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Transcription and Pronunciation of Mandarin Chinese

Q: "Dr. Wheeler, one book I have read spells Taoism as Daoism. Which spelling is correct?"

A: "They both are."

Q: "Which way do I pronounce it?"

A: "Somewhere between the two."

Often, the sounds used in other languages do not match exactly with those used in English. For instance, in the English, the capital of China is sometimes written as Beijing and sometimes as Peking. Both refer to the same city, they are just two different attempts to "transcribe" or "transliterate" the Mandarin sounds into compatible or comparable English ones. In other cases, Chinese words like Ku Li (modern English "Coolie") are fairly easy to transliterate.

The Italian Jesuit called Matteo Ricci founded the first major Catholic mission in China (1583-1610). He first transcribed Mandarin into the Roman (European) alphabet. Since his day, linguists have engaged in some two dozen or more attempts or more to reduce Chinese sounds into readily understandable equivalents in Western languages. The problem is compounded by the fact that the original Chinese texts represent words by using some tens of thousands of separate pictograms. For a long time, three systems of European transcription predominated.

These three European systems are:

  1. the Wade (or Wade-Giles) system used in America and Britain
  2. the Ecole Français de l'Extême-Orient used in France
  3. the Lessing system used in Germany

Since 1958, the Chinese themselves have struggled to create one single phonetic transcription using the Lessing system, which they call hanyu pinyin fang'an ("Scheme for a Chinese Phonetic Alphabet"). Most scholars refer to it briefly as pinyin, and since January 1, 1979, all foreign language books published in China have used the pinyin system, and it is now being taught in public Chinese schools using the standard Chinese characters.

However, many of the primary scholarly reference books printed in America and Europe still use the Wade-Giles system: Derk Bodde's Essays on Chinese Civilisation, William Hinton's sociological study Fanshen and Shenfan, Twitchett and Loewe's Cambridge History of China, Joseph Needham's Science and Civilization in China, Fairbank and Reischauer's China, Tradition, and Transformation, Jacques Gernet's A History of Chinese Civilization, Hucker's China's Imperial Past, and Sickman and Soper's The Art and Architecture of China, to name but a few.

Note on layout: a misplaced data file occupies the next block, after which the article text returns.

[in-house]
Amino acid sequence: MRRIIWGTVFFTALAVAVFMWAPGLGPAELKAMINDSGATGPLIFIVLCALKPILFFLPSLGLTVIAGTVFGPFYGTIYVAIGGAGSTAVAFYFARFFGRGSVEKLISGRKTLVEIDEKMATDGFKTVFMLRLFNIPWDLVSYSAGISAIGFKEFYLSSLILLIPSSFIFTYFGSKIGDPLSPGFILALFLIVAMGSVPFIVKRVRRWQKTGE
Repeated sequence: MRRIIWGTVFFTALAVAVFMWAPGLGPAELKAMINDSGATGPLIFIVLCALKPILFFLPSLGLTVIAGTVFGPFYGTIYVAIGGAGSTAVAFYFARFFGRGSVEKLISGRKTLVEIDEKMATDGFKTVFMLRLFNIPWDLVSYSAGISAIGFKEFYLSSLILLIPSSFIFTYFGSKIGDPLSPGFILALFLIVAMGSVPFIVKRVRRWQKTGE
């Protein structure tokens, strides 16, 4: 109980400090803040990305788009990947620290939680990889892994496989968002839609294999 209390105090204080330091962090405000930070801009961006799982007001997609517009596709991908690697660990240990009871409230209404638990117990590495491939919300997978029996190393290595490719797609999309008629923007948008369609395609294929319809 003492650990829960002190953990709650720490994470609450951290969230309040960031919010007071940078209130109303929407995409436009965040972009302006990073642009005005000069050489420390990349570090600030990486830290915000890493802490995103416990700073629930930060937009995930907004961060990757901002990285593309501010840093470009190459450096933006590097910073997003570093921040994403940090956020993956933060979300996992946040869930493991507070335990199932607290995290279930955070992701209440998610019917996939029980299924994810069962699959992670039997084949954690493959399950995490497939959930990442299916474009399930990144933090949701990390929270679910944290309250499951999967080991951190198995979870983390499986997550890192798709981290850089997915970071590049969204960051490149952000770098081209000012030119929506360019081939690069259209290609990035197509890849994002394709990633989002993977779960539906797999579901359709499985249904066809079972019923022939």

To figure out how to pronounce a word using the Wade-Giles system, the following may serve as a rough guide, as I have reproduced here from Edgar Snow's The Other Side of the River, David Wingrove's authorial notes to his fiction series Chung Kuo, and the student reference book, Chinese Vocabulary: An Introduction.


Chi is pronounced like English Gee!

Ch'i sounds like "Chee." For instance, Ch'in is exactly like English chin.

Chu is roughly the same as English Jew, as in Chu Teh ("Jew Duhr").

Ch'u is pronounced like chew in English.

Tsung is pronounced "dzung,"

Ts'ung is prounced like the ts in Patsy or tse-tse fly

Tai sounds like the English die.

T'ai sounds like the English tie.

Pai sounds like the English buy.

P'ai sounds like the English pie.

Kung is like "Gung" (as in Gung a Din).

K'ung with the apostrophe has a k that sounds like the k in kind.

J is the equivalent of r, but it is slurred as in "rrrrun."

H before an s, as in hsi, is the equivalent of an aspirant but it is often dropped (Sian for Hsian, etc.)


Vowels in Chinese are generally short or medium, not long and flat. Thus, Tang sounds like "dong," never like the drink that American astronauts imbibe. "T'ang" is pronounced "tong."

a--as the a in father

e--as the u in run

eh--as the e in hen

i--as the vowel in see

ih--as the e in her

o--as the vowel in look

ou--as the vowel in go

u--as the vowel in soon.

Does all this seem overwhelming? Have patience and you will master it! Remember the wonderfully alliterative Chinese proverb:

Chih yao yu heng hsin t'ieh ch'u mo ch'eng chen....

If only there is persistence, even an iron pillar will be ground into a needle....



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Copyright Dr. L. Kip Wheeler 1998-2018. Permission is granted for non-profit, educational, and student reproduction. Last updated April 24, 2018. Contact: kwheeler@cn.edu Please e-mail corrections, suggestions, or comments to help me improve this site. Click here for credits, thanks, and additional copyright information.